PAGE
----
Meet artist Jennifer Cronin during her current exhibition, “Seen and Unseen”! Light refreshments will be served.
Cronin’s latest body of work includes paintings and screen prints created over the past 3 years based on her experience in Newtok, Alaska during a visit there in June of 2016.
Newtok is a small, remote Alaska Native village, which is currently threatened by the effects of climate change. Due to drastic erosion caused by a combination of thawing permafrost, low levels of sea ice, and strong storms, the land of Newtok is on the brink of environmental disaster. “Seen and Unseen” depicts a place that is in a state of environmental flux, quickly disappearing from existence. Meticulously painted landscapes unravel as they disappear into a wispy haze of white paint. Screen prints, which, at first glance, appear to be nothing more than blank pages, gently beckon the viewer as they slowly reveal the subtle details of a landscape at the edge of existence. All of this work points to the serene beauty of Newtok, while simultaneously bringing to light its extreme vulnerability.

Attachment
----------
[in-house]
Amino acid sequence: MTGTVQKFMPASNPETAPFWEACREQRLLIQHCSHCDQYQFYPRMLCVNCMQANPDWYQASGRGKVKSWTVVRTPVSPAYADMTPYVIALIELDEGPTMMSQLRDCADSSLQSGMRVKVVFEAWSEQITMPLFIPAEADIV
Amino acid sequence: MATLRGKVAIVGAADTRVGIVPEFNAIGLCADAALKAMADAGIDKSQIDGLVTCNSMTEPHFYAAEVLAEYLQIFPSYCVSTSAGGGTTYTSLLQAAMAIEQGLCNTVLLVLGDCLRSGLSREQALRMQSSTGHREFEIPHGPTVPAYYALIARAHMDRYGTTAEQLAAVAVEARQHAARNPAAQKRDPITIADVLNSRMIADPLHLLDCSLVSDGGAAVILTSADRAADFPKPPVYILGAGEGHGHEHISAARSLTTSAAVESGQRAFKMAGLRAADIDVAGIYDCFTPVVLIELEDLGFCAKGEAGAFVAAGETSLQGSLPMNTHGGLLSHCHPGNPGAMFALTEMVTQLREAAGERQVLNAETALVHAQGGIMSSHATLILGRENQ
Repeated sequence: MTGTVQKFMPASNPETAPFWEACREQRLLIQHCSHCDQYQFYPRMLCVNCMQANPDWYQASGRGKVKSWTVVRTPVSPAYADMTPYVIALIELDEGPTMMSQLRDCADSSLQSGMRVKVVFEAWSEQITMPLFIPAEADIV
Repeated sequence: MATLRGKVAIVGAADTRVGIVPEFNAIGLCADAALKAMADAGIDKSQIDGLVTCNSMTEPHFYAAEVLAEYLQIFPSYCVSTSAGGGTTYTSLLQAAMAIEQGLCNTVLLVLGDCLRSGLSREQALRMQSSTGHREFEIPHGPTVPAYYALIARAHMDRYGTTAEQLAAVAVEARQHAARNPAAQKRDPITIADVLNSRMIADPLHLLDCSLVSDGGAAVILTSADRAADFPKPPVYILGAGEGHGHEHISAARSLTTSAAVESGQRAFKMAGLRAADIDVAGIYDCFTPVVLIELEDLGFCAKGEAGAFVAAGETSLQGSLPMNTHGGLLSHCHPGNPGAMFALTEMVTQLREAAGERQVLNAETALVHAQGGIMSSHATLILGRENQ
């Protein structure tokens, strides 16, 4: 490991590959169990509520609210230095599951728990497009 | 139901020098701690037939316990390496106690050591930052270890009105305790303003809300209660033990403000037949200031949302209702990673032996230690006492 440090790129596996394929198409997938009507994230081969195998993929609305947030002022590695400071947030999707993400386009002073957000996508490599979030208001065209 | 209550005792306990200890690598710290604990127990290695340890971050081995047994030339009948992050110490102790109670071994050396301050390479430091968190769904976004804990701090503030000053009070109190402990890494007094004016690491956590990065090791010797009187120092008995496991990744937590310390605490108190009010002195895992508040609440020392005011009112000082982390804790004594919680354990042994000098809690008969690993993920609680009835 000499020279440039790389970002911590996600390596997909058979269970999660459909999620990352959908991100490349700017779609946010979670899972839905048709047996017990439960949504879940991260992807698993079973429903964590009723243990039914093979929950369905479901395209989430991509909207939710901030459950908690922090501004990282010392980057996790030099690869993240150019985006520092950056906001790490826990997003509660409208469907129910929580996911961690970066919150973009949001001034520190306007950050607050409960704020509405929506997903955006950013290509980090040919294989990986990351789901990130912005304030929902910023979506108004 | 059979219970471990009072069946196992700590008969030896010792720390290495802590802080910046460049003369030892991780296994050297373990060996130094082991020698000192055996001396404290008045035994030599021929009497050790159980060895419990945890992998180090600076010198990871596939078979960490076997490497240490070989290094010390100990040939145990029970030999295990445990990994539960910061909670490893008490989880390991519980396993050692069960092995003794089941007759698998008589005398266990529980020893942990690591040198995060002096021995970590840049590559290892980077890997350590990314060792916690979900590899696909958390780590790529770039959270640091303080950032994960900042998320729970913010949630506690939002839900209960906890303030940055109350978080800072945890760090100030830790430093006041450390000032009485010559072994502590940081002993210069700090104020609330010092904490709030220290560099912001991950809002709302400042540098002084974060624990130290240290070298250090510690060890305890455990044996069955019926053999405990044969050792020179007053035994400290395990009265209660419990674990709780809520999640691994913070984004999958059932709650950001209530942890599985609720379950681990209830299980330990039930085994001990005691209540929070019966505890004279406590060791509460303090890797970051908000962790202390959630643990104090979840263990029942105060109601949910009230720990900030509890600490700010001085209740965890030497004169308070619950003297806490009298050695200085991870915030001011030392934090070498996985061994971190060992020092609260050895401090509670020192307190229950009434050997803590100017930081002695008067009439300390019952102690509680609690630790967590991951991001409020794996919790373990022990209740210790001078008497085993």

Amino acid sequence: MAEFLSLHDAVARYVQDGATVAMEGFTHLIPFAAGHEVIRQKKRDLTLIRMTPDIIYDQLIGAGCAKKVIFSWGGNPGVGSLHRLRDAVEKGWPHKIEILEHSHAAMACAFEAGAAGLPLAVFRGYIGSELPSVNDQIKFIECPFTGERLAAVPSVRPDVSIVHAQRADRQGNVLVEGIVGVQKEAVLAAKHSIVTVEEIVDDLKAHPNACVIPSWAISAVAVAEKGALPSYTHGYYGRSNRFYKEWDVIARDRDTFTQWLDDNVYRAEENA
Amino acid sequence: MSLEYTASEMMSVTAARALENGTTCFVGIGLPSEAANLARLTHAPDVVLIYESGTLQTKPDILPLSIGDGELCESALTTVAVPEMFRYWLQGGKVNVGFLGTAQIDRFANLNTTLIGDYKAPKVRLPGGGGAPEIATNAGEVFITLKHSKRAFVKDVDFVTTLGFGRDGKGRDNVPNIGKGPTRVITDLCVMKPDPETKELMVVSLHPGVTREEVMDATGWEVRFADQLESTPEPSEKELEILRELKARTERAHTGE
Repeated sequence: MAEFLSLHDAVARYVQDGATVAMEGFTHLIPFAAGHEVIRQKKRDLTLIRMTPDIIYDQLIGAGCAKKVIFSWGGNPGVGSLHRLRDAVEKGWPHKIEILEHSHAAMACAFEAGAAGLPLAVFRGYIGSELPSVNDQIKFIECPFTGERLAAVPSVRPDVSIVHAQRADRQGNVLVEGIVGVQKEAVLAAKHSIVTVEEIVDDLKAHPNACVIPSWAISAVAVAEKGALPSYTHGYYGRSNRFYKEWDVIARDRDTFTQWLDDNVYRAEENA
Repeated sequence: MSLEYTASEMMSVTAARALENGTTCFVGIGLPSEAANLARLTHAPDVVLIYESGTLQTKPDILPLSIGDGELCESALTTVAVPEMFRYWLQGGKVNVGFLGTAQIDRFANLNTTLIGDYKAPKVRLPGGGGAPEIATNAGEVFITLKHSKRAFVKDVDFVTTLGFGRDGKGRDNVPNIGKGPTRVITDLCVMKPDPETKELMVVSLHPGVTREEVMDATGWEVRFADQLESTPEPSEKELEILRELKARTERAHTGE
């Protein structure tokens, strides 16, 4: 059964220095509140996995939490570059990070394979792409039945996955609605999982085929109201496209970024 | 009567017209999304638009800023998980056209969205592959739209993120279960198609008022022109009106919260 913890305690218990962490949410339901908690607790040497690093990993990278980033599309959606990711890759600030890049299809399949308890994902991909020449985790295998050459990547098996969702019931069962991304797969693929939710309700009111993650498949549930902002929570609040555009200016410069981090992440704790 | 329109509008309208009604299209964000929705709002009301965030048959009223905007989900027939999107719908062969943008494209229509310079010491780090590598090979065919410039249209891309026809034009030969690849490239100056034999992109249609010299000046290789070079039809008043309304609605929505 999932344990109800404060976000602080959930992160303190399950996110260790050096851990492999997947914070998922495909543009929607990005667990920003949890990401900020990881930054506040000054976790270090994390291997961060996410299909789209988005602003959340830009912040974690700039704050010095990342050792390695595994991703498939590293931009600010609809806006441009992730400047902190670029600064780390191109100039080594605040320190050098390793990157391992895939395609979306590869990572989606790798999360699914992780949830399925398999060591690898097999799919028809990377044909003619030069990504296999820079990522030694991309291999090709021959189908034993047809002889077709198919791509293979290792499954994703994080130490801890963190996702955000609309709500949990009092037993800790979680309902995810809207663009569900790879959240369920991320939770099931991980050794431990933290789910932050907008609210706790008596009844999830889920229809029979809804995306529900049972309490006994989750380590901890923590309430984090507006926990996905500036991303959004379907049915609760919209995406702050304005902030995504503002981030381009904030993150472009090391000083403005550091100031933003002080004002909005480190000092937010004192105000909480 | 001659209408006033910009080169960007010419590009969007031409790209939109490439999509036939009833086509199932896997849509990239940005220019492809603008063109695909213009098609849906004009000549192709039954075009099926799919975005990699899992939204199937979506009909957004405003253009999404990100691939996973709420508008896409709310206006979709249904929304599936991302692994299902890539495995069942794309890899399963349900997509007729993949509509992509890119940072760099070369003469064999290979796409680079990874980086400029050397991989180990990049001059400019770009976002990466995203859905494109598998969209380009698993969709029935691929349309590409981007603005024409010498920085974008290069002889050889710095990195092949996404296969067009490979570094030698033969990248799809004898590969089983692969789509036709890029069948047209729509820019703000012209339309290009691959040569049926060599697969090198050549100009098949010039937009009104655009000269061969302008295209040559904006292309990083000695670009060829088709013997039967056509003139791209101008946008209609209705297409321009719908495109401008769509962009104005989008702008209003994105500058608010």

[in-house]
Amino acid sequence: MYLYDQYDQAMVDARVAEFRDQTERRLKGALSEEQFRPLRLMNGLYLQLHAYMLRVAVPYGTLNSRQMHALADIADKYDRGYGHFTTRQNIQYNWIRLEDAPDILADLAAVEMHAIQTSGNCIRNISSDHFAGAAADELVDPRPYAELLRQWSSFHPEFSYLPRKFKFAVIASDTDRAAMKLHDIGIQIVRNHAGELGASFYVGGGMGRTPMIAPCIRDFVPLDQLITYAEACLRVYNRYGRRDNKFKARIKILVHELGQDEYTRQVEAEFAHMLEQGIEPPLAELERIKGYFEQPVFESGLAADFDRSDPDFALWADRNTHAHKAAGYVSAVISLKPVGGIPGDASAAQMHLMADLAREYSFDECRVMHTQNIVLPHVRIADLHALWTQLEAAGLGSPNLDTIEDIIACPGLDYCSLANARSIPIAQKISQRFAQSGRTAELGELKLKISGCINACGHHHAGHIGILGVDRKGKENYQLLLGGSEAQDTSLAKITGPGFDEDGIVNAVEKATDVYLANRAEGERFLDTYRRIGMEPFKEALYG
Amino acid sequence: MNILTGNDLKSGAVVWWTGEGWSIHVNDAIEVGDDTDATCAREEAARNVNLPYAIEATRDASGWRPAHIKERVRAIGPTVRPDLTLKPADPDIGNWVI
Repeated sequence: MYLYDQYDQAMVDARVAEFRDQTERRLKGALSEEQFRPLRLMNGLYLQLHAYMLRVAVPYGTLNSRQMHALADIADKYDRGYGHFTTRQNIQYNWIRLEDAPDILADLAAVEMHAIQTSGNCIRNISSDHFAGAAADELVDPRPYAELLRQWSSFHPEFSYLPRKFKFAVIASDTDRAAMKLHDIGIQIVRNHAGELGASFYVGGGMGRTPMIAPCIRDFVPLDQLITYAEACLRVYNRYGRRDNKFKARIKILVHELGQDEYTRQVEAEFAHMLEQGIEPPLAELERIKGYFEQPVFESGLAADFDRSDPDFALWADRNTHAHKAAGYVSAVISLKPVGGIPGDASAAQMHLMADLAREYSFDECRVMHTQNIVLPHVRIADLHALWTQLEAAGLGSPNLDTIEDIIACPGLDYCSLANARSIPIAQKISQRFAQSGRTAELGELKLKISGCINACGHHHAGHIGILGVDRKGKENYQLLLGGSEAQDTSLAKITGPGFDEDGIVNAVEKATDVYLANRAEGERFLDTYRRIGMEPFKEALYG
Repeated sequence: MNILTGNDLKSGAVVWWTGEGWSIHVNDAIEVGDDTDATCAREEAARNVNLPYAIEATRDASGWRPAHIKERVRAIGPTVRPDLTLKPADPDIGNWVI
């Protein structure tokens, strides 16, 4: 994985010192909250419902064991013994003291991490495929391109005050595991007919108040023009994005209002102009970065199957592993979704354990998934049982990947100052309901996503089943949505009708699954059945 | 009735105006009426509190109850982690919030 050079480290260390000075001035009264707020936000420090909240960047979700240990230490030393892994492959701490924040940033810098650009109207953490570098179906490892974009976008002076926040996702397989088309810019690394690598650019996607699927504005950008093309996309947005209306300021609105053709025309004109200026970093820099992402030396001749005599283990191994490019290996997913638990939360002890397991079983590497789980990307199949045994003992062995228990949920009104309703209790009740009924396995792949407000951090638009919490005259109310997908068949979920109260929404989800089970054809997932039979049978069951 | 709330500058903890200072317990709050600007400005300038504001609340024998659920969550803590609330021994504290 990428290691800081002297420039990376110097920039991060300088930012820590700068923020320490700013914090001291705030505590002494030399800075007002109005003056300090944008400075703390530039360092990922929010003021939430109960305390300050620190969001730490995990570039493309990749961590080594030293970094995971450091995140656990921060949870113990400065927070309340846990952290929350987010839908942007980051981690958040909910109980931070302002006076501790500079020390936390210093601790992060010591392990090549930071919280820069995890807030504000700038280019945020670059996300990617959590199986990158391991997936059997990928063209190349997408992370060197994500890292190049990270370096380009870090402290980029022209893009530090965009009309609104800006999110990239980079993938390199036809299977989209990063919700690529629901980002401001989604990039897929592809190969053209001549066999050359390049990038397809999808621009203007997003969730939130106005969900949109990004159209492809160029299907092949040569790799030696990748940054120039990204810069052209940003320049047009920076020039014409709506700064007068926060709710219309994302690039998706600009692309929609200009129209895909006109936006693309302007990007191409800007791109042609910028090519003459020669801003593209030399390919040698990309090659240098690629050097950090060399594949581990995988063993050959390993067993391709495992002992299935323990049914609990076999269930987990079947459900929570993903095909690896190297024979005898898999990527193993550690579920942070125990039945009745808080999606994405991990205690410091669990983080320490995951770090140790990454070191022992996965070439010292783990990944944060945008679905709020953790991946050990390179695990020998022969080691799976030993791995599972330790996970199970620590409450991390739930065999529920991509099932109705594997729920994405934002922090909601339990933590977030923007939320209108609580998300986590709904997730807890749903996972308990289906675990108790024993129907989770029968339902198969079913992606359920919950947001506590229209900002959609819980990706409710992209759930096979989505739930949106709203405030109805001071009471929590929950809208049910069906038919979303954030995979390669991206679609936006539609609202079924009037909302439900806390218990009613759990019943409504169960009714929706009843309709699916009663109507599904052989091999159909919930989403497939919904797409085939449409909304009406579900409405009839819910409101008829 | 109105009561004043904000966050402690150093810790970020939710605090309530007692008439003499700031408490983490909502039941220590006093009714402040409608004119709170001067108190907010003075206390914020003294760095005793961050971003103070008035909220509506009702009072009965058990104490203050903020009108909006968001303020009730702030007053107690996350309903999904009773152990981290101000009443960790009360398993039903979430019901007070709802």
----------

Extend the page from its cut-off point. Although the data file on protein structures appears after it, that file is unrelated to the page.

“When considering how best to represent the crisis of Newtok, I keep coming back to a feeling that I had while I was there, which has lingered in my consciousness since. As I stood watching the land as though it was a slowly dying creature, crumbling away into the river before my eyes, I was overwhelmed by a sickening sense of irony. Newtok, so beautifully disconnected and remote, has one tragic tie with the rest of the world, which will eventually cause its demise. Seen and Unseen is my response to the simultaneous beauty and tragedy of this disappearing place.” – Cronin